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NC Department of Health and Human Services

Statement by DHHS Secretary Dempsey Benton on Cherry Hospital

Release Date: September 12, 2008
Contact: Tom Lawrence (919) 733-9190 or (919) 218-2192 (cell)

The loss of Medicare and Medicaid certification by Cherry Hospital in Goldsboro is more than a matter of lost funds. It speaks to me of a need to look at the circumstances which led to this point and determine what needs to be fixed and how quickly and safely we can restore the public’s trust in the operations of the Hospital. As I have already stated, the Department is dedicated to providing quality care to consumers in the state facilities, and substandard care will not be tolerated.

To this end, I have contracted with the Compass Group, Inc., an independent hospital management team from out of state, to go to Cherry Hospital and give me an unbiased and unvarnished assessment of the Hospital and to develop a plan to implement whatever changes are necessary to bring this hospital not just back into compliance but to the highest standards of care. I expect to have their report before the end of September. A team of five experts in hospital operations from the Compass Group began work onsite on Wednesday.

I have requested a two-part approach from the Compass Group. First, I want a thorough and comprehensive examination of Cherry Hospital’s current organizational structure, staffing patterns, policies and procedures and its management procedures.  Based on their phase one assessment and the work plan they develop, Compass Group will then work onsite at Cherry Hospital and implement the plan and provide onsite management in order to see that necessary changes are acted upon and put in place.

While this action may seem drastic to some, circumstances have proven that changes need to be made at Cherry Hospital.  I will take whatever actions I deem necessary in order to make Cherry Hospital a safe and secure environment for the patients under its responsibility.

I have been assured by Governor Easley that he will do all within his power to help the Department secure the funds needed to supplement the loss of Medicaid and Medicare dollars. The Governor has also directed the Office of State Personnel to approve procedures that allow adjustments in health care technician pay where needed to retain or hire qualified staff.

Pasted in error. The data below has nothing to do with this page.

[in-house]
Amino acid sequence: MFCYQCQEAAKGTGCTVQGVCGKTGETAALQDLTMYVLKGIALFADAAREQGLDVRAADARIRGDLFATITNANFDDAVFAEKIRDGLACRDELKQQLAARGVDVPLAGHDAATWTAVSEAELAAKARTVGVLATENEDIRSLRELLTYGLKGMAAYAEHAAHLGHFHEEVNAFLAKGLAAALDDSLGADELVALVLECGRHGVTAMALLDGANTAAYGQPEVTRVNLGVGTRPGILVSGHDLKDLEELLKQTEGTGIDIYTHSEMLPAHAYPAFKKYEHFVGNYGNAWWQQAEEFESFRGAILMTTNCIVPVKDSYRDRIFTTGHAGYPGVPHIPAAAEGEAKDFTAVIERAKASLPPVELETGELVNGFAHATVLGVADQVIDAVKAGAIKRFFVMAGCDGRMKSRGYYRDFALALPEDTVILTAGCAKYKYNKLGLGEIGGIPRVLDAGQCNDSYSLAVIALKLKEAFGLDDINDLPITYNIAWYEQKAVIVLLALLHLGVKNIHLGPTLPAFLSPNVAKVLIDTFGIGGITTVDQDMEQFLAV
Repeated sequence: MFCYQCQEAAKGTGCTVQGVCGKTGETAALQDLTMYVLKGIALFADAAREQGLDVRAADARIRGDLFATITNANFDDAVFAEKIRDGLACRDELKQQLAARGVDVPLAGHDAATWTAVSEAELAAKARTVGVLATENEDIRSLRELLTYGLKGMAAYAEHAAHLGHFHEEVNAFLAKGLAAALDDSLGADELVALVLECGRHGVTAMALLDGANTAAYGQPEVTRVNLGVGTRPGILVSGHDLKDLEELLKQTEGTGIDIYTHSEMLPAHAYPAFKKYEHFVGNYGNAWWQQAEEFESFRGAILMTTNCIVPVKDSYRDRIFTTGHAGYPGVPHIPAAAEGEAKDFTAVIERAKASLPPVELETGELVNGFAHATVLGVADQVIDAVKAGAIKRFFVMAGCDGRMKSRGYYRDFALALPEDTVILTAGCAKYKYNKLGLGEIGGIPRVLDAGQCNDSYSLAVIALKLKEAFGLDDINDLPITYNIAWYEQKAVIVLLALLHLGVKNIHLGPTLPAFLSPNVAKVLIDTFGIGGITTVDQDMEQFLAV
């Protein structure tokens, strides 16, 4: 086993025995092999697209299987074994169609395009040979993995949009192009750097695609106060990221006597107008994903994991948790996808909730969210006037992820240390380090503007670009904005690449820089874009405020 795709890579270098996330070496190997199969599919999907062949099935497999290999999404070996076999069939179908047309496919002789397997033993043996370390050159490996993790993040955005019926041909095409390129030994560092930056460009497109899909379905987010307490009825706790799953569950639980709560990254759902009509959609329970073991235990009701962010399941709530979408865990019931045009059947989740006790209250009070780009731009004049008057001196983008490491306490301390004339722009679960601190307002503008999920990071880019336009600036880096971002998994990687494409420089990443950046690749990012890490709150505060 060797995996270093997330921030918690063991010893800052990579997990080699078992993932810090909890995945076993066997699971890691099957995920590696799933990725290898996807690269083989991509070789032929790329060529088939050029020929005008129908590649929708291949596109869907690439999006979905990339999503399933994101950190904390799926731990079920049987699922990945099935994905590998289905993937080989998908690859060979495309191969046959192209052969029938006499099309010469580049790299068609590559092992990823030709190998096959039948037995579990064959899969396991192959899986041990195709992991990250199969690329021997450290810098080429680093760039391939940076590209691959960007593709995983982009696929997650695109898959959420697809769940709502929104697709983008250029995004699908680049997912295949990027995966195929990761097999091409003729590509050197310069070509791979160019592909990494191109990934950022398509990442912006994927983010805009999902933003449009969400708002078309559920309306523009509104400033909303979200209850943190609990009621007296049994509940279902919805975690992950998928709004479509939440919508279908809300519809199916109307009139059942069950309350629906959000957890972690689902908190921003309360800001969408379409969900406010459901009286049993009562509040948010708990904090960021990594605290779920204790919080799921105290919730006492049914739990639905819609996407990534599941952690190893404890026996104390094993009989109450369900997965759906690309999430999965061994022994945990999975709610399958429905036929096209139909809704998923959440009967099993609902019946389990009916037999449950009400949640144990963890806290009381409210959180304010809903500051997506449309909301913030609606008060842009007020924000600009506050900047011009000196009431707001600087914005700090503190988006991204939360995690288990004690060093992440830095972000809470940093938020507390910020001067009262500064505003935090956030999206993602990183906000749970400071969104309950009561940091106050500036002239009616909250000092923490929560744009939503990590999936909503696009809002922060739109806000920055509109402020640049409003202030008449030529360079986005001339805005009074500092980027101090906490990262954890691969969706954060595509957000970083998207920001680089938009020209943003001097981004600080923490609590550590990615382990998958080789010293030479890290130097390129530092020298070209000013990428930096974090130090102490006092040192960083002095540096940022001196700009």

Governor Easley has directed me to increase my efforts in planning for the next legislative session to secure the funds and authority I have been advocating to make the mental health system more responsive and more accountable.  As the Governor and I have stated repeatedly, the reform enacted by the General Assembly envisioned that as bed reductions at state psychiatric hospitals occurred, community service alternatives would grow.   That did not happen.  In fact, we have actually seen a decrease in the number of psychiatric inpatient beds in community hospitals over the past five years.  We sought $20 million in the past session for this purpose but received only $8.1 million in funding. The Governor has directed me to aggressively pursue that additional funding in the next session.

As I have stated in the past, it is time for community hospitals to step up and accept that “psychiatric beds” are part of their community and they need to increase the number of beds available in their hospitals so mentally ill patients can be successfully treated in their home communities and not just at a state hospital.

As the Governor told me today, “I am still committed to giving you (Sec. Benton) all the resources you need to guarantee quality service to all patients.  This is not an optional service that can be denied or allowed to fail.  It is critically important to all of us in North Carolina, and these services must be provided properly.”

I plan to use my time as Secretary making these changes my highest priority.  By Nov. 1, eight mobile crisis units – including three new units – will be operating in the catchment area covered by Cherry Hospital. These units provide local community mental health care and treatment to people in crisis, which reduces the need for treatment at Cherry Hospital.  With the addition of the three new units, the entire eastern region will now be covered by one or more of these teams.

We also expect to have an additional 30 to 40 community hospital beds under contract by Dec. 1 for the eastern region.

Finally, we have just concluded an agreement with East Carolina Behavioral Health, the largest Local Management Entity in the eastern region and the source of the largest number of patients referred to Cherry Hospital.  This agreement calls for certified peer specialists who will be assigned to patients referred to Cherry Hospital by the LME.  These specialists will be an outside but integral part of the patient treatment plan and will work with the patient and the hospital staff to develop a wellness plan.  The peer specialists will also work with the patient and hospital to develop, implement and monitor the patient discharge planning so successful community placement and followup is carried out.


Updated: October 14, 2008